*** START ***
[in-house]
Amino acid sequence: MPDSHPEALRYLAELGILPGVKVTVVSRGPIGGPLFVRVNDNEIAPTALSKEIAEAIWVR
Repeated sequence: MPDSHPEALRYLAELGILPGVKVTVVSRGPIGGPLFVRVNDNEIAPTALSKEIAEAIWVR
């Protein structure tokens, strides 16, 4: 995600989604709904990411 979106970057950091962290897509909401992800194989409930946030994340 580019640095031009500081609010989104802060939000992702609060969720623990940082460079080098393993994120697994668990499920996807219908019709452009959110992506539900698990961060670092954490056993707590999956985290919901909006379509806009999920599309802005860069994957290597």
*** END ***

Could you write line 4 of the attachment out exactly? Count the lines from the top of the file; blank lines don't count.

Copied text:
């Protein structure tokens, strides 16, 4: 995600989604709904990411 979106970057950091962290897509909401992800194989409930946030994340 580019640095031009500081609010989104802060939000992702609060969720623990940082460079080098393993994120697994668990499920996807219908019709452009959110992506539900698990961060670092954490056993707590999956985290919901909006379509806009999920599309802005860069994957290597």